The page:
Is gambling an addiction or a form of entertainment? Mostly the latter, according to a new academic study that found evidence that most people have strict "loss thresholds" they will not cross when gambling.
However, casinos' efforts to market to gamblers — giving free chips, drinks, hotel rooms, and shows to lure them to the tables — are especially successful at encouraging gambling activities among people who already exhibit addictive behavior.
"These are important findings for both casino owners and policy makers, because they will help us understand if the industry needs to be regulated — or regulate itself — when it comes to advertising," said Sridhar Narayanan, assistant professor of marketing at Stanford GSB. Narayanan and his coauthor, Puneet Manchuanda, associate professor of marketing at the University of Michigan's Ross School of Business, wanted to perform a real-world empirical study of behaviors that had previously only been tested in laboratories.
Specifically, they wanted to take a data-based approach to investigating some of the most commonly raised criticisms of the casino gambling industry. Their study examined three separate but related questions: First, is gambling addictive? Second, do consumers display "irrational" beliefs in gambling behavior? And finally, how effective are the marketing incentives from casinos in promoting gambling activities?
Not surprisingly, there was evidence that some gamblers exhibit addictive behaviors. However, that percentage was relatively small — just 8 percent of all consumers — and in line with what other studies have found. "Medical researchers have estimated that between 5 percent and 8 percent of all gamblers show evidence of addiction," said Narayanan. "Our findings were aligned with that." (To determine addiction, Narayanan used a widely accepted definition of addiction from economics literature that asserts an addiction exists when a person's past "consumptive" behavior has a strong positive effect on his or her current behavior.)
"There's no doubt that gambling addiction exists, but these results indicate that the casinos are primarily entertainment destinations," said Narayanan. "After all, a lot happens there other than the gambling — there's the opulence to look at, the ability to sit and have a drink, or watch a show."
Narayanan and Manchuanda built a model based upon how consumers behaved during casino visits by analyzing both their "play decisions" — whether to continue gambling or stop after a win or loss — and the size of the bets they placed. The data had been collected over two years for a panel of consumers, and provided unprecedented insight into how individuals behaved while on trips to casinos.
The research provided the authors with some intriguing insights into this gambling-as-entertainment theory. For example, it indicated that people have fairly rigid thresholds for how much they are willing to gamble. "People seem to be satisfied with relatively small wins, and will tolerate even smaller losses," said Narayanan. "Most of them won't play after a certain threshold of loss has been reached. They tend to be conscious that, in the long run, they are more likely to lose than win."
This is why Narayanan is personally convinced gambling is, for the vast majority of people, entertainment. "It's like going to the movies. They set a budget, and enjoy the time that passes while they spend it. It's not a completely irrational activity."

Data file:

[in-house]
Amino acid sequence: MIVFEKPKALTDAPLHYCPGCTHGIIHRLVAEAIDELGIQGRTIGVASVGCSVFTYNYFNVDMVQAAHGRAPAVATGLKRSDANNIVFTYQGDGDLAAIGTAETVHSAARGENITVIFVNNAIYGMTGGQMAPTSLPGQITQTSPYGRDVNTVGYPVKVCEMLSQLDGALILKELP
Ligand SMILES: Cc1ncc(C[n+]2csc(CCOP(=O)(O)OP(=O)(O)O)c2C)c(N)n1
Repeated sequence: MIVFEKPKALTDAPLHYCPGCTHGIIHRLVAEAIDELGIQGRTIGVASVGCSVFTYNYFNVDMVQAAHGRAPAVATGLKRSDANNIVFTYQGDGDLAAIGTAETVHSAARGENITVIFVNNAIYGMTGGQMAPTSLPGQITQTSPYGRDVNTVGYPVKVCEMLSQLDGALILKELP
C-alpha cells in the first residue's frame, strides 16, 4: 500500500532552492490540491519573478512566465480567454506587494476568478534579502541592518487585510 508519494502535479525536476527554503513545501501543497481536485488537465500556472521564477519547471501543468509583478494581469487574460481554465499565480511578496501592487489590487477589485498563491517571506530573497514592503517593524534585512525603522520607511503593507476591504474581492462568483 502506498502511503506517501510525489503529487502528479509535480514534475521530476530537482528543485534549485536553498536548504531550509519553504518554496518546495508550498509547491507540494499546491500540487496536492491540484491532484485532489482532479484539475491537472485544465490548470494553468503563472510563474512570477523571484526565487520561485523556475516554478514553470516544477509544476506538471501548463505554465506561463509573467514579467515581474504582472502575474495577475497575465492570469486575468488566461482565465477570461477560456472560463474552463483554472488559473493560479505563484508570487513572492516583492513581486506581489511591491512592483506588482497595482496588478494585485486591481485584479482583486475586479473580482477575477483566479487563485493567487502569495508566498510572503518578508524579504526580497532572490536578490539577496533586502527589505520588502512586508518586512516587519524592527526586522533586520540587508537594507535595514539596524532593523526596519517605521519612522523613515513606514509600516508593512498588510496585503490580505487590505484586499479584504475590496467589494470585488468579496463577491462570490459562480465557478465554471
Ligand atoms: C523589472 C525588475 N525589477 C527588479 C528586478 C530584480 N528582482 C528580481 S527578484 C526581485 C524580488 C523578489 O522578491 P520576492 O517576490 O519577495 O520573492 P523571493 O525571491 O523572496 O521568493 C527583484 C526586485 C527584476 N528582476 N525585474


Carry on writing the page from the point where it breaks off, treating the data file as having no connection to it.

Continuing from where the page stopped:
This study is also consistent with a classic economic study completed by Daniel Kahneman and Amos Tversky in 1979, in which they formulated their "Prospect Theory." "The idea is that people are more averse to losses than they are happy with wins," said Narayanan. "This is the first empirical study to test this theory on real-world gambling decisions, and we find that people are two or three times more averse to losses than satisfied with wins. This is also consistent with what other researchers have found in studies conducted in the lab."
That said, the study also found evidence that a great deal of irrational behavior does occur when gambling. The two most notable: the "hot hand myth," and the "gambler's fallacy." The hot hand myth is the belief that a gambler's chance of winning increases after a string of wins. The gambler's fallacy is diametrically opposed. Irrationally, some believe that a win is likely to be followed by a loss, and vice versa. "The hot hand myth over-attributes skill to what are basically games of chance," said Narayanan. "The gambler's fallacy, on the other hand, occurs when gamblers refuse to see each game of chance as independent of any other — they believe that they are interconnected. We found evidence that both myths are prevalent among gamblers — even the ones that don't exhibit addictive behaviors."
These findings were significant in that this is the first time that they were corroborated with real-life data. "It's fairly well known that these fallacies exist in the lab, but it's never been clear until now how they play out in a real world with real consequences,' said Narayanan.
The final conclusion of the study was that marketing efforts by casinos do, in fact, result in people making decisions to play more often, and to bet more. One worrisome aspect of this was that Narayanan and Manchuanda also found evidence that marketing works particularly well on those consumers who already exhibit addictive behavior. "We need to do further work to determine precisely what kind of marketing works best, and on what kind of gamblers," said Narayanan. "Casinos themselves want to understand what is happening so they can self-regulate and avoid having onerous regulations imposed upon them. Policy makers need to know so they can safeguard consumers against exploitation. In either case, there's a lot more research to be done in this area."